Mini-Rendezvous happens 2 or 3 times a year to keep the vision alive and has the same aims but is just for a day, with a light lunch and is run by a separate team. The next one is soon – Tuesday 12th November.
What is the best thing about Rendezvous? Seeing God working through people, whether helpers or guests, people discovering they have gifts they didn’t know they had. One lady as she left this summer said that it was the best day she could remember having in all her years!! The housebound who contribute – that always gives me joy. Then there are those who want to go further in finding out more about the Lord or want to start reading His word.
Where have you seen God at work? Countless answers to prayer – not least in bringing such a team together, without which it could not happen, the atmosphere of love, joy and peace. The thrill of seeing people enjoying it all, in some cases “lighting up” and of volunteers feeling they have gained far more than what they have given, finding such joy in serving the Lord. God is no person’s debtor!
I want to say a huge thank you to my great God and Saviour and to all who contribute in any way, big or small.
What inspired me to get involved? Seeing the need, being asked to help and realising I could make a small contribution. Praise Him.
Week 6 – Clare Fillingham was interviewed about Caterpillars
Tell us about Caterpillars. Caterpillars is a brand new pre-school group meeting once a month for children with additional needs and their families.
What has inspired you to set this up? Caterpillars has grown out of a particular friendship with a mum at Bumps and babies, which is a baby group we run weekly here at Emmanuel. This mum came along to bumps but as the months rolled on it became more apparent to her that her child wasn’t developing in the same way as her peers. It was a shock to her and not something she had anticipated as a parent. It was hard to see her struggle. So this mum was on my heart and I began to plan a new group where she would feel that she belonged and that was catered specifically to them. I applied for a grant and got that – thank you diocese- and then met up with some friends who have expert knowledge in the world of additional needs. They advised me what to buy for our group.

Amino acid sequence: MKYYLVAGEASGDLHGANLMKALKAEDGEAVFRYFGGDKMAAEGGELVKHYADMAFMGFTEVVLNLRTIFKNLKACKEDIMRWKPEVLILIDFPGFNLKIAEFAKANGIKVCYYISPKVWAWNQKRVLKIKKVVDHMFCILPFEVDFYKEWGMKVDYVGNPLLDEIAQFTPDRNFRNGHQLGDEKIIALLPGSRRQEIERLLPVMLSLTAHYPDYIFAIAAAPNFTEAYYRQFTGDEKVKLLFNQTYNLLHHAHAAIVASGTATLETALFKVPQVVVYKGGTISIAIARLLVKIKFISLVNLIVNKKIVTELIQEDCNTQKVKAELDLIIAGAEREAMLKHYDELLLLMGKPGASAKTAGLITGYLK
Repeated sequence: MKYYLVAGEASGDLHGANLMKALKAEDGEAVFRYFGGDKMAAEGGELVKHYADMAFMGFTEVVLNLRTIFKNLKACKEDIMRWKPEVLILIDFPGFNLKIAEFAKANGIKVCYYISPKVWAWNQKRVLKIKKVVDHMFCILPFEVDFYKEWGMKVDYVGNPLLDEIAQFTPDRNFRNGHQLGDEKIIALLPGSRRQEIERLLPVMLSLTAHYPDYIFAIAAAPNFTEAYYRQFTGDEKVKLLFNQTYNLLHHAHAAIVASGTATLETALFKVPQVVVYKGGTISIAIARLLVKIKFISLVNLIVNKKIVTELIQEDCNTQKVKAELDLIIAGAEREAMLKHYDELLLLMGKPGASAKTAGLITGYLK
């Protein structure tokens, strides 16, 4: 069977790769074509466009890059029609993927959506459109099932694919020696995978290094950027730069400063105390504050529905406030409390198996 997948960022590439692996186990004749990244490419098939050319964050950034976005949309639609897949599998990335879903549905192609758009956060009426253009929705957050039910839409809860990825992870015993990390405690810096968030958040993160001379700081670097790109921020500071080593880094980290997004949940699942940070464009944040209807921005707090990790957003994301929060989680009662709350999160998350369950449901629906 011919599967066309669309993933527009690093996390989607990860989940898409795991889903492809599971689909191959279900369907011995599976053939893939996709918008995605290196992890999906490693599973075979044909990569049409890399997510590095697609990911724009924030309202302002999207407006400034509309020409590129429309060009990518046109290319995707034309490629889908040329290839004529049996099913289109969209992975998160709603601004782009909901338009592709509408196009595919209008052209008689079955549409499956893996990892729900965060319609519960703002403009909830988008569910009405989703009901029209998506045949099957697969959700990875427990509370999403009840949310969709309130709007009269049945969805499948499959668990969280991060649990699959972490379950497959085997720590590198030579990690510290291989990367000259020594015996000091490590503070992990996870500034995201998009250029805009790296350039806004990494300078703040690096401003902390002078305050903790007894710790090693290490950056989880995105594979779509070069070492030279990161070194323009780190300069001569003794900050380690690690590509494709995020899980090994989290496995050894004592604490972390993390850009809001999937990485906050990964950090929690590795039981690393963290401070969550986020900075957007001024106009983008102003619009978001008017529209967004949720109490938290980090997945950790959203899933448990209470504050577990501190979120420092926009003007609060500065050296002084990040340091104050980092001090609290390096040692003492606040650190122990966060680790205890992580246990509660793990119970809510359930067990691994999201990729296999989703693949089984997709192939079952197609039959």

Where have you seen God at work? God has been wonderfully at work in providing support from volunteers who so selflessly have given up their time to help me. Lots of people have expressed enthusiasm for this group and I look forward to them sharing their expertise with us over the coming months. Friday was particularly special as we had our first meeting. The mum came with her daughter and her husband and they absolutely loved it. They were a bit overwhelmed that we had tried to put their needs first. They couldn’t quite get over how this community here at Emmanuel wanted to go the extra mile for them. The mum is now fully committed to helping us too and being part of the team, which is exciting! My favourite moment was watching the little girl joyfully play with the toys we had chosen. Very special!